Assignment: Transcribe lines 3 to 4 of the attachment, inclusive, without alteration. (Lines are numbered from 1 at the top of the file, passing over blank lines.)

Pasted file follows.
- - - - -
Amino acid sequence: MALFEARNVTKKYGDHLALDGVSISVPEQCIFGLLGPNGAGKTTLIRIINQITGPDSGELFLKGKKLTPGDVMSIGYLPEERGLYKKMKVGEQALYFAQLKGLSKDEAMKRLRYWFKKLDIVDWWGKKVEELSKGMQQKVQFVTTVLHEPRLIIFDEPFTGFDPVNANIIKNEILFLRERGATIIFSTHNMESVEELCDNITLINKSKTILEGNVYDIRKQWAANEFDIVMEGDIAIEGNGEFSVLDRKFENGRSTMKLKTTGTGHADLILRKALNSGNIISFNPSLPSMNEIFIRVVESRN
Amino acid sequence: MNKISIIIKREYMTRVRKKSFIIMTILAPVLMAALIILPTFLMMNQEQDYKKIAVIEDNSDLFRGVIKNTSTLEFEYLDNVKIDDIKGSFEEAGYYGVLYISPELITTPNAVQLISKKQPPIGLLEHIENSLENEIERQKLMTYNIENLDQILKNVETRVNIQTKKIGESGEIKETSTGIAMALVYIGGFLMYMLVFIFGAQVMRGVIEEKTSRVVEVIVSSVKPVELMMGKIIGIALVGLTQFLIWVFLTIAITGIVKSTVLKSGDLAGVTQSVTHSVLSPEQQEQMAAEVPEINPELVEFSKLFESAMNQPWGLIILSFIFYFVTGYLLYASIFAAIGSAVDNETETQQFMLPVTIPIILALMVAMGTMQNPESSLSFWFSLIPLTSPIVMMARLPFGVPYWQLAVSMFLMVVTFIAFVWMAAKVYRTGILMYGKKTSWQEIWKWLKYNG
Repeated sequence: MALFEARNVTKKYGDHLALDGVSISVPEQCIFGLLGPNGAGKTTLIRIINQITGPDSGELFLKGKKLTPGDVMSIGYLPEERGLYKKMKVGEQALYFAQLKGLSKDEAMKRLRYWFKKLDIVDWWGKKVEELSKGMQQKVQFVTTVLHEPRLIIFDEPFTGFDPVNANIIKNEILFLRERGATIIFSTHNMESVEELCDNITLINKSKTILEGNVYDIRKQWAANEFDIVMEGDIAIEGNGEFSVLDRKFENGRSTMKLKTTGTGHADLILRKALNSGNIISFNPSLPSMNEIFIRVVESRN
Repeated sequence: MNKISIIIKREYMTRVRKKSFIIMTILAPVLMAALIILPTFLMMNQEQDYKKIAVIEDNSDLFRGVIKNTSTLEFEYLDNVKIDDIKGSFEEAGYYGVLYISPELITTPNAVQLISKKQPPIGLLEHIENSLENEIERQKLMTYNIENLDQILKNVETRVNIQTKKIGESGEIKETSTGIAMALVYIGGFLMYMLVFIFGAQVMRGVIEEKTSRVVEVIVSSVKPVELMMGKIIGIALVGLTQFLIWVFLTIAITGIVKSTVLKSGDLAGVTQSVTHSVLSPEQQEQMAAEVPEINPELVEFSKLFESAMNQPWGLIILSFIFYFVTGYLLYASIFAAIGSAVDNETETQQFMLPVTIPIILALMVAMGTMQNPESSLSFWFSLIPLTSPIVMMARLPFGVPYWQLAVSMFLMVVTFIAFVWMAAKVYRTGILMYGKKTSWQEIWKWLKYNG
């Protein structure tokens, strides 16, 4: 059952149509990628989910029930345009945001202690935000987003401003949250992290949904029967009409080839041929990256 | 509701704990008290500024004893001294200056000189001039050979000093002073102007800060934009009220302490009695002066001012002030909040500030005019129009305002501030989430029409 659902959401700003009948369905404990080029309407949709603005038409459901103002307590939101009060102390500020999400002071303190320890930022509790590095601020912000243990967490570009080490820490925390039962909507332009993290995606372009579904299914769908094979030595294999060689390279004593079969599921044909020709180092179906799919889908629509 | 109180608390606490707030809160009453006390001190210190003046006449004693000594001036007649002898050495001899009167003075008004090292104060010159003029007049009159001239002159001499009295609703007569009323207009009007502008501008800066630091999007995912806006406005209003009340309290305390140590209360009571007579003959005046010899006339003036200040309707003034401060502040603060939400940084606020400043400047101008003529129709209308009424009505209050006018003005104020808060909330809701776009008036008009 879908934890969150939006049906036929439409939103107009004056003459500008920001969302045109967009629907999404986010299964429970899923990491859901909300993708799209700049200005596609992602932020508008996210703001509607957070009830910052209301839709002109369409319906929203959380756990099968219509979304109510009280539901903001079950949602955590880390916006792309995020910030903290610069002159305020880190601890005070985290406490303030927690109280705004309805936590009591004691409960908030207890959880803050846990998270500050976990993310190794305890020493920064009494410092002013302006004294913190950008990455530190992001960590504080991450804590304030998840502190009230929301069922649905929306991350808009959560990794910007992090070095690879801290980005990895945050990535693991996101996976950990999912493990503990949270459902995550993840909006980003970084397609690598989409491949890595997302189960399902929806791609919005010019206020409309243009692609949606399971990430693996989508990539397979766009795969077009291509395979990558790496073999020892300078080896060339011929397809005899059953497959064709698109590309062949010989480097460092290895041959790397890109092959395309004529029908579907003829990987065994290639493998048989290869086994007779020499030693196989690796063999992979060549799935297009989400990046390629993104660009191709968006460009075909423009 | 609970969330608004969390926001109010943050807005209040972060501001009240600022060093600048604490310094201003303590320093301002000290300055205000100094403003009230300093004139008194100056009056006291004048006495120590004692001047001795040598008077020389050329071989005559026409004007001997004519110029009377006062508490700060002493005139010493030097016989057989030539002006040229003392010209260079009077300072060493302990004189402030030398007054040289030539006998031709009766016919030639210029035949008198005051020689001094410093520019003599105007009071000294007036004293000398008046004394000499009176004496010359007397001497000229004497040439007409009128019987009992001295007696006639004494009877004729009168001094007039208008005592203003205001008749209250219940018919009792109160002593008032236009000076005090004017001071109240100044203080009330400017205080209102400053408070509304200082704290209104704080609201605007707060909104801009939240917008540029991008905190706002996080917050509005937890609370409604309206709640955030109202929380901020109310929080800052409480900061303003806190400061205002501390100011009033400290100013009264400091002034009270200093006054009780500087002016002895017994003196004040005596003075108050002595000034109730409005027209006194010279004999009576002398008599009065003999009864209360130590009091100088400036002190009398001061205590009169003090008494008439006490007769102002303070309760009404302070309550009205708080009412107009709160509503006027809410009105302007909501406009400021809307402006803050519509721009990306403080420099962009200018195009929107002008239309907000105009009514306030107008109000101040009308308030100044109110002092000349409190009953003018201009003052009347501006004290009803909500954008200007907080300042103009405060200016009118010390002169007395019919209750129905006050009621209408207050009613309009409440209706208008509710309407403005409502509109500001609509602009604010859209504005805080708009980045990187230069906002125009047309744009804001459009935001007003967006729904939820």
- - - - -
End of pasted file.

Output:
Repeated sequence: MALFEARNVTKKYGDHLALDGVSISVPEQCIFGLLGPNGAGKTTLIRIINQITGPDSGELFLKGKKLTPGDVMSIGYLPEERGLYKKMKVGEQALYFAQLKGLSKDEAMKRLRYWFKKLDIVDWWGKKVEELSKGMQQKVQFVTTVLHEPRLIIFDEPFTGFDPVNANIIKNEILFLRERGATIIFSTHNMESVEELCDNITLINKSKTILEGNVYDIRKQWAANEFDIVMEGDIAIEGNGEFSVLDRKFENGRSTMKLKTTGTGHADLILRKALNSGNIISFNPSLPSMNEIFIRVVESRN
Repeated sequence: MNKISIIIKREYMTRVRKKSFIIMTILAPVLMAALIILPTFLMMNQEQDYKKIAVIEDNSDLFRGVIKNTSTLEFEYLDNVKIDDIKGSFEEAGYYGVLYISPELITTPNAVQLISKKQPPIGLLEHIENSLENEIERQKLMTYNIENLDQILKNVETRVNIQTKKIGESGEIKETSTGIAMALVYIGGFLMYMLVFIFGAQVMRGVIEEKTSRVVEVIVSSVKPVELMMGKIIGIALVGLTQFLIWVFLTIAITGIVKSTVLKSGDLAGVTQSVTHSVLSPEQQEQMAAEVPEINPELVEFSKLFESAMNQPWGLIILSFIFYFVTGYLLYASIFAAIGSAVDNETETQQFMLPVTIPIILALMVAMGTMQNPESSLSFWFSLIPLTSPIVMMARLPFGVPYWQLAVSMFLMVVTFIAFVWMAAKVYRTGILMYGKKTSWQEIWKWLKYNG